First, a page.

Sikhism in the West

A Tidal Wave

In 1953, Khushwant Singh expressed concerns of practicing Sikhs when he published his book “The Sikhs” and feared that there would be complete disappearing of them by the turn of the century. Khushwant Singh had written an epitaph for his own community, the great brotherhood of Sikhs initiated into the order of Khalsa by Guru Gobind Singh.

During the 60’s we saw a mass exodus of Sikhs migrating to the West in search of jobs and fortune. At this time amongst the Sikh youth a pervasive kind of pessimism manifested. The bana (uniform) of Khalsa appeared wholly incongruent to them with the spirit of the newly emerging age.  There was a mad race among this new generation of Sikhs to turn clean-shaven, so as not to look out of place within the general mass of humanity. The problem further intensified in their newly adopted homes in different countries. The trend seemed irreversible!

By a quirk of destiny, barely two decades later in 1974, a comparative unknown Sikh from Los Angeles, USA arrived in India with a group of 84 American Sikhs. These new Sikhs were proudly resplendent in their bana (uniform of the Khalsa). They were young men and women who had found solace in Sikhism and came to India to partake of Amrit at the Golden Temple, Amritsar, the holiest seat of Sikhism in the world. That these young Americans had taken to Sikhism on their own free will, which only a few could believe. Most of us  conjectured that it could be no more than a gimmick of a generation of hippies who would do anything to escape the directionless current of a opulent society. Little did we know that these few were the steel foundation of the Westerns Khalsa.

The sixties had caused the idealistic American youth to seek refuge in booze, drugs and the sexual revolution. Disillusioned, this generation roamed the globe rebels on the fringe of society. But, this time history recorded a different story. These new Sikhs had found a lasting commitment. The humble beginning of Sikhism in the West became a tidal wave over the next three decades. The once unknown man called Yogi Bhajan was now well known, to lead the Western youth to Sikhism in vast  numbers. Thanks to his great work in the Western Hemisphere, and around the world, there is hardly a big city anywhere, without Sikhs of non Indian origin living and practicing the toughest drill of the tenth Master, Guru Gobind Singh. They greet one another with Sat Nam and are learning to speak Punjabi. Most already read Gurbani and do their prayer daily in the prescribed Sikh way. More than this they are growing in number, and firmly believe in the prophesy ascribed to Guru Gobind Singh that Khalsa shall become 960 million strong and shall rule the destiny of the world.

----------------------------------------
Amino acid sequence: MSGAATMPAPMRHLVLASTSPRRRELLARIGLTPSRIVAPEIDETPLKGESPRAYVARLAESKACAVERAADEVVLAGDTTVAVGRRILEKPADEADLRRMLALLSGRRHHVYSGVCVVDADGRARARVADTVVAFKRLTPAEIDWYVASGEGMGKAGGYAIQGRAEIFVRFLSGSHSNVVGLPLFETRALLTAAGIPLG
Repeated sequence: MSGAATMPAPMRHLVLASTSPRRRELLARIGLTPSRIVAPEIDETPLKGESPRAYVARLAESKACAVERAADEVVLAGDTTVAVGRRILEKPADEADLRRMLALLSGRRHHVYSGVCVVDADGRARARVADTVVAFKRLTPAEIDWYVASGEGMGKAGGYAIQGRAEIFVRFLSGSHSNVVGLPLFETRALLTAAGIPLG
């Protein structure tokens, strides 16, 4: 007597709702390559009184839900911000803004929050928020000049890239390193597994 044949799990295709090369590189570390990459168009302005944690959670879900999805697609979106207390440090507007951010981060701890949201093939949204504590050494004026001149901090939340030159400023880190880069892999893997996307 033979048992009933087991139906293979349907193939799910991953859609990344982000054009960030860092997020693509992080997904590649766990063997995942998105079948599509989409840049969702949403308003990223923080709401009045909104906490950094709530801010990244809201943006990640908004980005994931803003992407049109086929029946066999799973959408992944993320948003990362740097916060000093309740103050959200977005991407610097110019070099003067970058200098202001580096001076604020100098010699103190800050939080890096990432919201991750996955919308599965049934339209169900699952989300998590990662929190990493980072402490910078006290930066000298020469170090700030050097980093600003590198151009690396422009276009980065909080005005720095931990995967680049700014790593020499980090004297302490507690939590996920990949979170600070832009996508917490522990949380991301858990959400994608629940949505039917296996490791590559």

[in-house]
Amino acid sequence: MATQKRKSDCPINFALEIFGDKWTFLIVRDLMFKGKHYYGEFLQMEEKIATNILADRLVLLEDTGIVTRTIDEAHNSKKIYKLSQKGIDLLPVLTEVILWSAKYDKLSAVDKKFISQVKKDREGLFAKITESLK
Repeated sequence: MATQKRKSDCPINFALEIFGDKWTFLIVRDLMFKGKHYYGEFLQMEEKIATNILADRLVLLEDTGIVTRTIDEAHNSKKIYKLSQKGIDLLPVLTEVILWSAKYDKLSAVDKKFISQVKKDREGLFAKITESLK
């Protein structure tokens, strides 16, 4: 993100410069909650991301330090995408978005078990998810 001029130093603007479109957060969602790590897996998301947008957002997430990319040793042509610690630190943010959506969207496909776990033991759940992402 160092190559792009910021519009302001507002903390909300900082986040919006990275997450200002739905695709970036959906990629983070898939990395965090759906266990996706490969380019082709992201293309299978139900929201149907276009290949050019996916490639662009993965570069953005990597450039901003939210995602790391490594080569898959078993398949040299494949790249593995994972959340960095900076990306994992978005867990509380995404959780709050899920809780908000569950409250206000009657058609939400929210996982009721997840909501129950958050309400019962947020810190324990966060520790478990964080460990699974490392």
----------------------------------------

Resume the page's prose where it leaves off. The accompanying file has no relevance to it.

In other words, these Westerners have found their spiritual equation in Sikhism and have developed the commitment which motivates them to work hard and succeeded, for their future. It is such a short time since Khushwant Singh was prompted to make that doomsday prophesy, he was himself witness to this miracle that was  accomplished through the Amrit of Sikhism. He wrote a column to praise Kirtan by a American Sikh Jatha in Golden Temple and admitted his wrong prophecy. 

Bhajan Yogi was known as Siri Singh Sahib Harbhajan Singh Khalsa Yogiji. The titles of Siri Singh Sahib and Bhai Sahib were conferred officially upon him by the SGPC and Akal Takht in 1971 and 1974 respectively. He performed something which may have no parallel in Sikh history.  In the month of April in 1999, he came to India, with another group of 400 and their children born into Sikhism, each one eager to participate in the Tercentenary Celebrations of the Birth of Khalsa, on Baisakhi Day, April 14th at Anandpur Sahib. He presented a most costly sword studded with diamonds at the Takhat. In that historic congregation which was attended by entire Sikh leadership Yogi alone was honoured by Jathedar Takhat. 

I am quite certain that this new movement of Sikhs from non-Indian origin has the potential and will develop more influentially in the West and around the world as the Buddhist religion has done in earlier years.

Yogi Bhajan had no claims and neither did he want to build his own spiritual empire. He began to minister to the needs of the Western youth. Through Kundalini Yoga he helped a generation to heal their minds and bodies from the ravages of drugs and abuse. Kundalini Yoga became a gateway for the Western youth into Sikhism.

Sikh Dharma of the West functions on the time-tested missal and Jathedari system of the Sikhs of Indian origin. The Sikh custom of Dasvandh, giving 10% of one’s earnings for the furtherance of Sikhism, is also observed, and further more all of these Sikhs of different races born outside of India are pure vegetarians. Today his mission continues worldwide in Japan, Africa, Germany, Holland, Norway, the UK, the USA as well as many other Countries around the world.

This week, the 3HO Foundation honors its 54th anniversary. We are grateful to Sardar Tarlochan Singh ji for sharing some of his personal memories about the founding and development of the movement that brought the Guru's light and mission to people in the West.

SikhNet is honored that Sardar Tarlochan Singh ji, EX-MP, Former Chairman National Commission Minorities, India is sharing his personal recollection of historical events with our audience.

The opinions expressed here are personal to the author and do not necessarily reflect an editorial position of the SikhNet staff or board.

Add a Comment